Today, Palestine accepts the jurisdiction of the International Criminal Court—or, put another way, the ICC accepts that Palestine accepts its jurisdiction. This more awkward formulation is more accurate, since what matters is not Palestine’s quixotic quest to join The Hague Court, but the ICC’s acknowledgement that it can.
Palestinian claims to statehood are nothing new. What has changed is that Palestine is now seeking (and getting) membership in international organizations. But because Palestine still has so few qualities of a real state, this trend promises plenty of turmoil and trouble—for the ICC, for Israel, and for Palestine itself. And it is a reminder that in a world of states, statehood matters. For Palestinians, statehood is a delusion worth having and trouble worth making.
STATE OF PLAY
Palestine has acceded to the Rome Statute, the ICC’s founding charter, and issued a declaration accepting the court’s jurisdiction, something only a state can do. Palestine first tried to join the ICC in 2009; it was rebuffed after a three-year delay, with the court noting that “competent organs” at the United Nations had not recognized a Palestinian state. That decision was illogical, even cowardly: nothing required the ICC to defer to UN standards, which are not synonymous with statehood. A young court, not wanting to wade into one of the world’s oldest conflicts, punted to the UN.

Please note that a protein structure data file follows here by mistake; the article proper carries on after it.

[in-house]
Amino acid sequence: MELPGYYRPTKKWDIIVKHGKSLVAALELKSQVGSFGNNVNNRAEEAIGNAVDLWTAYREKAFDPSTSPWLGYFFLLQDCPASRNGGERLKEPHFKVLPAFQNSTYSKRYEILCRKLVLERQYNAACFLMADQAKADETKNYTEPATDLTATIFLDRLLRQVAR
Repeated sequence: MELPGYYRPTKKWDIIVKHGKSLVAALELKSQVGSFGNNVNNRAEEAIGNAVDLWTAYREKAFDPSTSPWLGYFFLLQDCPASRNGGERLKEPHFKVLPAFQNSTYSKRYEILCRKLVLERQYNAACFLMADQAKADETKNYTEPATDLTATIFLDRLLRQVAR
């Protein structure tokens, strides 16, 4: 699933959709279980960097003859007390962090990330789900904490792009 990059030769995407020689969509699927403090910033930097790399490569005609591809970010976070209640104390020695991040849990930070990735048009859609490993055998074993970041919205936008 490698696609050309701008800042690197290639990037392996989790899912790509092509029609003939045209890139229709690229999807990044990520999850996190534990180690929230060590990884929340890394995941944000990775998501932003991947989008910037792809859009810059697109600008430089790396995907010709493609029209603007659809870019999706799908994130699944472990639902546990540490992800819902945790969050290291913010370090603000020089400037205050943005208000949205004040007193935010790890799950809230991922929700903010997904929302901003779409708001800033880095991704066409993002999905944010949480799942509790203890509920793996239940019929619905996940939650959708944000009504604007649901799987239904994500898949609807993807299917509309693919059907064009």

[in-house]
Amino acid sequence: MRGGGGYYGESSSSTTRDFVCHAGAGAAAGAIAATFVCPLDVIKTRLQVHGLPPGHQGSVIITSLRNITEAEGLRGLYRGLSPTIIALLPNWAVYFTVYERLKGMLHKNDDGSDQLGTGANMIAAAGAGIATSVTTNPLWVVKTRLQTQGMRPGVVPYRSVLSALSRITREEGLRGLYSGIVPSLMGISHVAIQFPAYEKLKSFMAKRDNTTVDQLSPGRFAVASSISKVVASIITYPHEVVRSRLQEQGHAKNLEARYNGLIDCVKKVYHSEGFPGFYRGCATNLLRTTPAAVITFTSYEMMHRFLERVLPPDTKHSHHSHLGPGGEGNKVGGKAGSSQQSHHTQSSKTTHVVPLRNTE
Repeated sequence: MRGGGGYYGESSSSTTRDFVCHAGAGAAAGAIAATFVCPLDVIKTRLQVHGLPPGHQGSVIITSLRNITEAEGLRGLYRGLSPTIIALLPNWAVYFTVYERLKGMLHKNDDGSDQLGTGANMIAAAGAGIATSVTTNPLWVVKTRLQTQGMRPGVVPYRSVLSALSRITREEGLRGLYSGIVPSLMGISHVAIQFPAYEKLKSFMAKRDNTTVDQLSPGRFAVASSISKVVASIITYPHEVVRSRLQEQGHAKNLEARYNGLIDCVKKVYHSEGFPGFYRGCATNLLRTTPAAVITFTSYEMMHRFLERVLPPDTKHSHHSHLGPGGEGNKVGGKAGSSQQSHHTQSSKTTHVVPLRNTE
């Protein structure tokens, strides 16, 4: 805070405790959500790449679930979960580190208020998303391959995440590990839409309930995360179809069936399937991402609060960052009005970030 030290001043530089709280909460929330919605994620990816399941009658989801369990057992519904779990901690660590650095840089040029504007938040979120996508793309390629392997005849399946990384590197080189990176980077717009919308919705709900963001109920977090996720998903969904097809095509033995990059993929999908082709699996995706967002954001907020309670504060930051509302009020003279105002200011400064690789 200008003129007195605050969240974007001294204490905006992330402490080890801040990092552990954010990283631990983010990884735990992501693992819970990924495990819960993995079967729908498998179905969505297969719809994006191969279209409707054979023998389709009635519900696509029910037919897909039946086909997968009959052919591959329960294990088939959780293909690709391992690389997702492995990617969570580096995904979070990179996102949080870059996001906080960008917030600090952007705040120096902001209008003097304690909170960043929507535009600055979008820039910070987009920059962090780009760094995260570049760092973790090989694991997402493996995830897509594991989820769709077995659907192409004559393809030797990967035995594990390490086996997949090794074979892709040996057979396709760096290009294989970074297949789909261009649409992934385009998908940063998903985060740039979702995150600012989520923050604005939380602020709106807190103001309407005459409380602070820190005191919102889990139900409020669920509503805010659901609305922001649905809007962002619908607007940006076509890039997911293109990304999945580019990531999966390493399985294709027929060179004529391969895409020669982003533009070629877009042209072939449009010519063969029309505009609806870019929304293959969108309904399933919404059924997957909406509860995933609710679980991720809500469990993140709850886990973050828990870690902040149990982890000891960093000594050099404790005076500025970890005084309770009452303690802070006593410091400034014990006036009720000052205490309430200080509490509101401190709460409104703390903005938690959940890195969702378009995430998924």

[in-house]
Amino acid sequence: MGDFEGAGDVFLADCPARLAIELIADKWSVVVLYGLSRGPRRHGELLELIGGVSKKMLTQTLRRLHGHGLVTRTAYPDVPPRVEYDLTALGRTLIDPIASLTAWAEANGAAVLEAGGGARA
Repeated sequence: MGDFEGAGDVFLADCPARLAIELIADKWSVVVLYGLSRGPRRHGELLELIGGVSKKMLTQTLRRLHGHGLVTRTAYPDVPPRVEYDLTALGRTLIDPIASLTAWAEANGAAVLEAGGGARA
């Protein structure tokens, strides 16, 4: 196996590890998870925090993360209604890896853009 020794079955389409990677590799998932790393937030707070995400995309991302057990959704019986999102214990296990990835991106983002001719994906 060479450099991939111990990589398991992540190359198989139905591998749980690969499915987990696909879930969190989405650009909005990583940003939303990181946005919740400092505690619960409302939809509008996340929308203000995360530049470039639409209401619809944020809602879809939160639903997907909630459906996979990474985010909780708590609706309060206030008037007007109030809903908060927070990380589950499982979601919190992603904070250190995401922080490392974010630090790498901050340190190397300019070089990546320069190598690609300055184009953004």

For a time, The Hague’s dodge kept the wolf from the docket. But a few months later, in November 2012, the UN General Assembly admitted Palestine as a non-member observer state. By The Hague’s own UN-centric logic, Palestine could now join the ICC. When Palestine applied again this January, it was quickly accepted.
Palestine hopes that the court will prosecute Israeli forces operating in the West Bank and in Gaza. Whatever its merits, a case could cause real trouble for the ICC. Israel’s chief ally, the United States, has already filed a protest, arguing that Palestine is not a state.